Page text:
A headline is a short, clear summary of the information presented in a newspaper article. To write headlines correctly, certain rules must be followed.
a) use the present simple tense to describe events which have occurred very recently. Earthquake hits L.A.,for example, means the earthquake has just happened, probably in the last twenty-for hours;
b) omit the verb “be” when using the passive voice to describe a past event. Write: President defeated or Lost boy foundnot: President was defeated or Lost boy was found;
c) write “to be + past participle” when using the passive voice to describe a future event, as in: Hospital to be opened by Queen (= A hospital is going to be opened by the Queen.) when using the active voice to describe a future event, write the fill infinitive (to be) only, as in Queen to open hospital (= The Queen is going to open a hospital);
d) omit articles (a, an, the) as in Child trapped in rubble (= A child was trapped in rubble);
e) put nouns one after the other as in London factory explosion injures 27 (which means that an explosion n a factory located in London resulted in twenty-seven people being injured;
f) avoid using prepositions (words like under, over, across, through).
Write: Unidentified virus spreads rather than An unidentified virus has spread across the country); and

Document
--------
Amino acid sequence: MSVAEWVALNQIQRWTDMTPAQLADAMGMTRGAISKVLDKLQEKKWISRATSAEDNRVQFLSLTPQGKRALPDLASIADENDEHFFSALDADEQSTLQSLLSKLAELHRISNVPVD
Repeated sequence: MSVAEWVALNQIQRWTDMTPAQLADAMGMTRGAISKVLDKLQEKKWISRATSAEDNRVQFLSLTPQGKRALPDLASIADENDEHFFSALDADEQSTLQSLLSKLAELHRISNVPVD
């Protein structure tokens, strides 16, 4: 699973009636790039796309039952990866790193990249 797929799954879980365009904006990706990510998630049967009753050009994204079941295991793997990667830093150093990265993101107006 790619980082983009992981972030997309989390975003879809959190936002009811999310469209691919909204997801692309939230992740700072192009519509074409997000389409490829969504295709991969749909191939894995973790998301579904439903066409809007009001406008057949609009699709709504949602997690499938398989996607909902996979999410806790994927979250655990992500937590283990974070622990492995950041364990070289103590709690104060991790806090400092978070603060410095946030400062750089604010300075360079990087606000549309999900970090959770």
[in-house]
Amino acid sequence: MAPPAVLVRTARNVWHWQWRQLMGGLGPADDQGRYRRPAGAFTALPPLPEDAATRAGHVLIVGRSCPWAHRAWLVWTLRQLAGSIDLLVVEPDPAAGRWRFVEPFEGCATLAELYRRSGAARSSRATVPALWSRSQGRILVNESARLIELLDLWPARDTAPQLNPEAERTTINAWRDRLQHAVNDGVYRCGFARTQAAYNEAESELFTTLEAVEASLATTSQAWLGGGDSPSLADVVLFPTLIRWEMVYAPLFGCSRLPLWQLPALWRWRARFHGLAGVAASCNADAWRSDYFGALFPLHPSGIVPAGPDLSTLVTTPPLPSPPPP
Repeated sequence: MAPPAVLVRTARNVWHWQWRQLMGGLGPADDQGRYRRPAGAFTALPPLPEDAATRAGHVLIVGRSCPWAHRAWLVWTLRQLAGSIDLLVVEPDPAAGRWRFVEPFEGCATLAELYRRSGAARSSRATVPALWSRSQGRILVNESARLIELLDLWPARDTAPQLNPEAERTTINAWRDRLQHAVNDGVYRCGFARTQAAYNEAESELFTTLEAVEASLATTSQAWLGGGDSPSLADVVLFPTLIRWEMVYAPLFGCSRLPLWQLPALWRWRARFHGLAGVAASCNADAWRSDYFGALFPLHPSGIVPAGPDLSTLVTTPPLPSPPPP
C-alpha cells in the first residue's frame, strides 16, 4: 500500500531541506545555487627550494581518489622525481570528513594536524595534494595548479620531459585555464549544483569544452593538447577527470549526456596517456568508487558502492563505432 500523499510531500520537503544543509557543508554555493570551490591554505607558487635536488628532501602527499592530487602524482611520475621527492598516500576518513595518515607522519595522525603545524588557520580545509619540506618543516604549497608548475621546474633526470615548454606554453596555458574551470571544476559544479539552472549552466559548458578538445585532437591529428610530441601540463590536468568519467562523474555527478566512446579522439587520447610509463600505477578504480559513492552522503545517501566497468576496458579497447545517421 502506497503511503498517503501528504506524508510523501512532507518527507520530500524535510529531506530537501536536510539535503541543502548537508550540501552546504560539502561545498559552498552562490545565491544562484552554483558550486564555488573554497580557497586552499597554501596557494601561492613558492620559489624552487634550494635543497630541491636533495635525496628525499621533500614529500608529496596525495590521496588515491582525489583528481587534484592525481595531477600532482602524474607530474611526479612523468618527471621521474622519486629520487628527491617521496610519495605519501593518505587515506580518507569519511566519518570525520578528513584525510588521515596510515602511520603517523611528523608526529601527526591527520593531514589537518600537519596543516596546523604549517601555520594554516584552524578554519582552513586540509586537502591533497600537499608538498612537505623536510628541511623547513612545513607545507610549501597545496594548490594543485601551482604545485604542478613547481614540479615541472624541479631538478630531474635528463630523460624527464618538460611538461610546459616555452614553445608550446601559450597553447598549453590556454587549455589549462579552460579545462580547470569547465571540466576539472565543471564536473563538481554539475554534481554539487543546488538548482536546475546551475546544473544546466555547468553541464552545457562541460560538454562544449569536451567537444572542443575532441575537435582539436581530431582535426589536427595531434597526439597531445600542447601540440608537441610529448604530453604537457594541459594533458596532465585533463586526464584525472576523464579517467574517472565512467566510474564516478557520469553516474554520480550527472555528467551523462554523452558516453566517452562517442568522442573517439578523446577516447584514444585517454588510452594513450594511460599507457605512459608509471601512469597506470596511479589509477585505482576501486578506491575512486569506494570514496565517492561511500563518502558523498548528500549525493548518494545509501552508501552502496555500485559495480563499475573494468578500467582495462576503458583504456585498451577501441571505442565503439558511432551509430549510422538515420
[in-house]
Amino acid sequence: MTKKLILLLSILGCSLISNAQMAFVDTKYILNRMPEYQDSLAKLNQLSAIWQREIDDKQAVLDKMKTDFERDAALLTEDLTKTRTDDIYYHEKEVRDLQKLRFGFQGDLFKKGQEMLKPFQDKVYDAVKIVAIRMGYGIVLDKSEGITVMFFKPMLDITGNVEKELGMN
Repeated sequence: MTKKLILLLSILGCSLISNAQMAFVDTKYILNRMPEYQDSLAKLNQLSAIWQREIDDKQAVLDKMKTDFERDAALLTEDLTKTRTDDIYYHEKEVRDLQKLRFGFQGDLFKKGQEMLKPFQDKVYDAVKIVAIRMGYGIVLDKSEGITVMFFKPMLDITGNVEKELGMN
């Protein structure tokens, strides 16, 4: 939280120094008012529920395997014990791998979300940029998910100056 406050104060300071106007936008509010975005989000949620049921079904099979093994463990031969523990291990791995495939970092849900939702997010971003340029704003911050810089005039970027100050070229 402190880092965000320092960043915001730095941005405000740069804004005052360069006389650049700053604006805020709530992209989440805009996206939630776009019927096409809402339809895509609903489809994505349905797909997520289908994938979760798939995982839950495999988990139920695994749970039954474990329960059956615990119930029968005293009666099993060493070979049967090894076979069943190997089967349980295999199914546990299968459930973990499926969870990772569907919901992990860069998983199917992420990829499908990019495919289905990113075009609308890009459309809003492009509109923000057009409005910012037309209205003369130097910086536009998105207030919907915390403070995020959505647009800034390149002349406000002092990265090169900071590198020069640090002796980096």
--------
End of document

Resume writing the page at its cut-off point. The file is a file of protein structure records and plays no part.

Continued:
g) use abbreviations like US, UN, NATO. Write: UFO sighted not: An unidentified flying object was seen.
& 1. Read and study the features of headline languages for further exercises and discussions.
Here are some typical examples of headlines from tabloid newspapers with comments on their use of language.[popular papers with smaller pages than more serious papers]
EXPERT REVEALS NEW MOBILE DANGERS
• Articles, prepositions and auxiliary verbs are often omitted from headlines.
• This use of the present simple instead of the past tense makes the story sound more immediate.
• The use of language is often ambiguous. It is not entirely clear, for example, what mobile refers to here. It is actually about the dangers of mobile phone use but it could have referred to dangers that can move in some way. Readers have to look at the story in order to find out.
• Words with dramatic associations such as danger are often used.
TV STAR TRAGIC TARGET FOR MYSTERY GUNMAN
This story is about how a well-known television actor was shot by an unknown killer.
• Tabloid newspapers like to use references to royalty or popular figures like film or pop stars or sports personalities in order to attract readers' attention.
• Alliteration such as TV Star Tragic Target is often used to attract the eye in headlines and to make them sound more memorable.
• Newspapers sometimes use 'shorthand' words such as 'gunman' in order to express an idea or image as briefly and as vividly as possible.
Violent and militaristic words are often used in newspaper headlines, especially in tabloid newspapers, in order to make stories seem more dramatic.
EU acts to crush terror of the thugs Palace besieged by journalists
Crackdownon soccer louts Typhoon rips through town
What will the stories under these newspaper headlines probably be about?